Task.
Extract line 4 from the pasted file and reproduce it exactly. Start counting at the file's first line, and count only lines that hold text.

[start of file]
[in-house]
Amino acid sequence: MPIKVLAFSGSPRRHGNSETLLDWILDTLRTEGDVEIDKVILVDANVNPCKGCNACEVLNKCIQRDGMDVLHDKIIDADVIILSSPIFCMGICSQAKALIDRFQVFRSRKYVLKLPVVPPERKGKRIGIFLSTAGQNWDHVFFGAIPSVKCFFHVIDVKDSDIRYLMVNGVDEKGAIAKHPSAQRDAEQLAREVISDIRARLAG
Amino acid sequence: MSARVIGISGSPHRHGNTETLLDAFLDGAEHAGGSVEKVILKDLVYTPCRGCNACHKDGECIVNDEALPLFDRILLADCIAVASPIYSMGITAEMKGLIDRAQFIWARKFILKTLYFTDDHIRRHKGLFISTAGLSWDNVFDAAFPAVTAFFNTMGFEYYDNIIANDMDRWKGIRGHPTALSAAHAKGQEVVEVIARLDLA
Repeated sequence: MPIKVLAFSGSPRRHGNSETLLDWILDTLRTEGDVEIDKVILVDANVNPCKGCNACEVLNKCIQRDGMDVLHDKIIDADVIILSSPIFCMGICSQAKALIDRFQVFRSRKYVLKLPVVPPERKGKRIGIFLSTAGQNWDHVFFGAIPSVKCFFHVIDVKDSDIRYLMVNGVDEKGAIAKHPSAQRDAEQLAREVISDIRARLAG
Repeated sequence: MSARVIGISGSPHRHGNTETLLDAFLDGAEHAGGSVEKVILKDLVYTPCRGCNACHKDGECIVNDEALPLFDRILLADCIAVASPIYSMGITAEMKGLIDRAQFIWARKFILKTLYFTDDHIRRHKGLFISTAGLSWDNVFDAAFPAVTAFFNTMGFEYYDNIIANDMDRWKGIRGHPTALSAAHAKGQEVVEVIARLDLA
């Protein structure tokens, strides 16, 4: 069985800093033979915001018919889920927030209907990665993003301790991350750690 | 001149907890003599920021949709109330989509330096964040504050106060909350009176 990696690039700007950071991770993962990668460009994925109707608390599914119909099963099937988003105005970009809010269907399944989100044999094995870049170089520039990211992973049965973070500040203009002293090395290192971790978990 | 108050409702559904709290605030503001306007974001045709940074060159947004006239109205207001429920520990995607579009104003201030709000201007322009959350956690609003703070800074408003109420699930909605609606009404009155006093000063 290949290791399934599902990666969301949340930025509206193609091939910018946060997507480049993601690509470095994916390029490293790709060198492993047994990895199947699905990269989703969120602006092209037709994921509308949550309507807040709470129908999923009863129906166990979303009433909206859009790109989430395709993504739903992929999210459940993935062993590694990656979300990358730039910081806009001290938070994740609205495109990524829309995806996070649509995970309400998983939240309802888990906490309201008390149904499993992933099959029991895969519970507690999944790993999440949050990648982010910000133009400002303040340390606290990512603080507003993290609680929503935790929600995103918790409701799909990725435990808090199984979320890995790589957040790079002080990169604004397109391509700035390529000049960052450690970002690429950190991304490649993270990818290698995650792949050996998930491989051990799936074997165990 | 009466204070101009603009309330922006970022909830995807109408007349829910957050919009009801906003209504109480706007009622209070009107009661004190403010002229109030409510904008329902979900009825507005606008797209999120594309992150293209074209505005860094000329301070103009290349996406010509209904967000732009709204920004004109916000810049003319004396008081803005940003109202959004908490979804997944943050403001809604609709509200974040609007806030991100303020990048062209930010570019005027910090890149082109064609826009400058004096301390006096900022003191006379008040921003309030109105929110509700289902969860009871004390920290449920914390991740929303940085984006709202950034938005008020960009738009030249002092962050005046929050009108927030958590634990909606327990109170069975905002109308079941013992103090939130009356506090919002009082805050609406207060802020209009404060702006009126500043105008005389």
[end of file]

Repeated sequence: MPIKVLAFSGSPRRHGNSETLLDWILDTLRTEGDVEIDKVILVDANVNPCKGCNACEVLNKCIQRDGMDVLHDKIIDADVIILSSPIFCMGICSQAKALIDRFQVFRSRKYVLKLPVVPPERKGKRIGIFLSTAGQNWDHVFFGAIPSVKCFFHVIDVKDSDIRYLMVNGVDEKGAIAKHPSAQRDAEQLAREVISDIRARLAG